Strengthening response to multi-site emergencies
Recent years have seen a rise in various types of major incidents – whether technological, man-made, or natural – occurring simultaneously in different locations. As first responders in many of such emergencies, the need to enhance the understanding of Red Cross volunteers and staff, as well as their preparedness for the associated risks has become crucial. As a result, several National Red Cross Societies came together to work on a project named Multi-site Events Response and Coordinated Intervention (MERCI). The project aimed to assess the needs of responders, to analyse current knowledge, practices and tools, and to develop guidelines for the management of multi-site crises.
At the end of the 2-year implementation period, project partners for together in Brussels on 21 February, to discuss results and lessons learned. We sat down with Chief Secretary at the Bulgarian Red Cross Sofia Stoimenova and Peter Yovkov, International Cooperation and programmes, to learn more about their work as MERCI partners.
Can you tell us what the MERCI project is?
MERCI developed a new collaborative approach to incidents that have become more prevalent in recent years and heavily impact emergency response systems. Multi-site, multi-risk events consist of several urgent situations that simultaneously disperse available resources and assets in various directions. Without efficient coordination, results can be dramatic. National Red Cross Societies in France, Portugal, Italy, Spain and Bulgaria thus decided to work together to design new approaches to crisis response, share resources, reduce risks, and improve people’s safety.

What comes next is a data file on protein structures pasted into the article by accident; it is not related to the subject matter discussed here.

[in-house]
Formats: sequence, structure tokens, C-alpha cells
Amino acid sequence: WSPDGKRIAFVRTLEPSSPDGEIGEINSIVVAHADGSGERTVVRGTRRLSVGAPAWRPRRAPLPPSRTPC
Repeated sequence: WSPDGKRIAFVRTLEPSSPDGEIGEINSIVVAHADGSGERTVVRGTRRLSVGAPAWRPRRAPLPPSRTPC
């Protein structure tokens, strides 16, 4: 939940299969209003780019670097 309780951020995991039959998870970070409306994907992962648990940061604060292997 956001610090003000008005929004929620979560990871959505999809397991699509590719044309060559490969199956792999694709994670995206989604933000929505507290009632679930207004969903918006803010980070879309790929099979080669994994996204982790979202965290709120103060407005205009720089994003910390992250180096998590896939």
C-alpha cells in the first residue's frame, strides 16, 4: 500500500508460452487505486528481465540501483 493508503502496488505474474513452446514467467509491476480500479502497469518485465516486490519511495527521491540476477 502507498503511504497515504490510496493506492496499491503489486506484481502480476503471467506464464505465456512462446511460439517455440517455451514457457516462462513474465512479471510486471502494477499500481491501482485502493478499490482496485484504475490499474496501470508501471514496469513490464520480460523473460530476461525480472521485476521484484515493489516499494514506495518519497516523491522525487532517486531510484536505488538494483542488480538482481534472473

First, each partner analysed its way of working and assessed the level of preparedness of its volunteers to see what needed to be improved. The Red Cross in each country is operating in a specific context, with different roles and responsibilities which need to be taken into account. Improvements were clearly needed, not only in terms of internal coordination, but also regarding collaboration with public authorities.